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Author Topic: Finding the DX TX freq on FT8  (Read 4356 times)
VA3VF
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Posts: 806




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« Reply #15 on: October 25, 2017, 07:50:35 PM »


That reinforces my view that you are better off to call on the CQer's Tx frequency unless you have a specific reason to suspect that there may be many stations calling him on that same frequency. It's really no different than the decision to work split on SSB.


Calling on the CQers Tx frequency will not enhance you reception, all you need to do is to place the receive bracket there for any additional decoding benefit. For your Tx, it may be more beneficial to to you to transmit as close as possible to 1600 Hz.
« Last Edit: October 25, 2017, 07:55:57 PM by VA3VF » Logged
VA3VF
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Posts: 806




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« Reply #16 on: October 25, 2017, 07:54:03 PM »

So much for workin "split" as the end all for working DX. Sometimes it better, sometimes it's not.

Split was never 'sold' as an end all for working DX, but a way to 'beat' the masses calling on the DX frequency. If you know you are the only one calling the DX, operate simplex.
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ND6M
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Posts: 553




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« Reply #17 on: October 26, 2017, 06:13:31 AM »

... edit...
Calling on the CQers Tx frequency will not enhance you reception, ... it may be more beneficial to to you to transmit as close as possible to 1600 Hz.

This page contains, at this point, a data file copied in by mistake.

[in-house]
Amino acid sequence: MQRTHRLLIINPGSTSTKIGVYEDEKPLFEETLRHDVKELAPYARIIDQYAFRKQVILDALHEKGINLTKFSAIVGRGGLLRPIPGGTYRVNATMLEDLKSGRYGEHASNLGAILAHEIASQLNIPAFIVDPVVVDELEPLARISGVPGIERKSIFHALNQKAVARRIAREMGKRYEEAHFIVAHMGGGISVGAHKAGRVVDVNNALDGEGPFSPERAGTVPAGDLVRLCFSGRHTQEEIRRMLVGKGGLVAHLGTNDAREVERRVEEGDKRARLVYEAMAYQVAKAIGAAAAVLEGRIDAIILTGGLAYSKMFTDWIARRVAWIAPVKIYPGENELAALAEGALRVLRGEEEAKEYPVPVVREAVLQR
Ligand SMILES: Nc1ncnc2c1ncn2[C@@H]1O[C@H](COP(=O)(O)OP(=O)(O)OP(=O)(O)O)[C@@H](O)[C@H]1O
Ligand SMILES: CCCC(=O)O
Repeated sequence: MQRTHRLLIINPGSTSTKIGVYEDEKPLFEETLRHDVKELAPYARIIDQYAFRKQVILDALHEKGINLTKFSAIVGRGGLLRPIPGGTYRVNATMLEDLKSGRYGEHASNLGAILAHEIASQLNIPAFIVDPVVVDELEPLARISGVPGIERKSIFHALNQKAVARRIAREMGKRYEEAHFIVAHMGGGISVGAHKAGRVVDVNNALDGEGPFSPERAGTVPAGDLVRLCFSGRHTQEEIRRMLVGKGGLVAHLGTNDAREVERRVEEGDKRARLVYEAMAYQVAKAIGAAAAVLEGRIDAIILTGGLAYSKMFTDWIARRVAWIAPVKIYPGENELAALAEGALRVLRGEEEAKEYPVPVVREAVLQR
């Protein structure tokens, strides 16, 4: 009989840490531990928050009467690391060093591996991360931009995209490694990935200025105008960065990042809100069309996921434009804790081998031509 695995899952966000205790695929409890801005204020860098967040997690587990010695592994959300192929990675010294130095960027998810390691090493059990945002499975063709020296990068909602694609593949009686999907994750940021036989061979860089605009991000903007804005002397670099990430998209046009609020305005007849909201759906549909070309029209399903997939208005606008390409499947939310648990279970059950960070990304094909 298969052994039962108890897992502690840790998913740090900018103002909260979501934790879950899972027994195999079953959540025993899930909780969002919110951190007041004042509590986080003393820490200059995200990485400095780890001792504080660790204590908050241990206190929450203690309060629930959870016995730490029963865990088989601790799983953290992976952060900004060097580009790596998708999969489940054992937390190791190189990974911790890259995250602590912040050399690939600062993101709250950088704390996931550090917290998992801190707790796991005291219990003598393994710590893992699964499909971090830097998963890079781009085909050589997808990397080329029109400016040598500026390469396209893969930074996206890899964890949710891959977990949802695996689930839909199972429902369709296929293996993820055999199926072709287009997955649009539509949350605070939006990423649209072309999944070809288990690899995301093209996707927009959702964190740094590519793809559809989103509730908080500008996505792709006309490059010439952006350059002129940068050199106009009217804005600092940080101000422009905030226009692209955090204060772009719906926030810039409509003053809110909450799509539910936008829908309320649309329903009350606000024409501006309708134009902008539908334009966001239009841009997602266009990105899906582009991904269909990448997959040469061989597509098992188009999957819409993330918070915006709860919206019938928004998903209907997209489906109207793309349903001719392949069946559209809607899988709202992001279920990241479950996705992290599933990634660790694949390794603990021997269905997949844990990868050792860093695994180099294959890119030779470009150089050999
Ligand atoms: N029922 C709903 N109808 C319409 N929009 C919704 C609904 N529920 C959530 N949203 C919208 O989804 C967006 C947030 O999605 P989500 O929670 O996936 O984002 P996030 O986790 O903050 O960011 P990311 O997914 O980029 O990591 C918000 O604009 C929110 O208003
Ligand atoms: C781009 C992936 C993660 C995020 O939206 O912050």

it will not enhance YOUR reception, but,... it will add 4 dB (+/-) on the other end.
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VA3VF
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« Reply #18 on: October 26, 2017, 06:17:47 AM »

... edit...
Calling on the CQers Tx frequency will not enhance you reception, ... it may be more beneficial to to you to transmit as close as possible to 1600 Hz.

 it will not enhance YOUR reception, but,... it will add 4 dB (+/-) on the other end.

The benefits of that in a pile-up is debatable. Is your 4dB bigger than my 4dB?   Grin

4dB less on a clear frequency may still be a lot more efficient.
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ND6M
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Posts: 553




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« Reply #19 on: October 26, 2017, 06:26:41 AM »

... edit...
Calling on the CQers Tx frequency will not enhance you reception, ... it may be more beneficial to to you to transmit as close as possible to 1600 Hz.

 it will not enhance YOUR reception, but,... it will add 4 dB (+/-) on the other end. 

cut and paste from the wsjt user group:
FT8 does deeper decoding close to the Rx frequency offset. The AP decoding, when enabled, does more advanced decoding at the QSO frequency once you're in a QSO. In both cases the limited frequency range allows focused use of CPU resources. In the case of AP decoding, decoding at the QSO frequency is all that is necessary for AP masks that include both callsigns.

JT65, JT9 and FT8, in multi-signal decoding mode, all decode close to the Rx frequency offset first to ensure that QSO parter decodes are delivered as promptly as possible.

73
Bill

Bottom line: if both stations are at the same freq, then about 4 dB is added to reception on both ends.

if "call 1st" is used, then PRIORITY is given to the station on the same Rx freq.
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ND6M
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« Reply #20 on: October 26, 2017, 06:30:05 AM »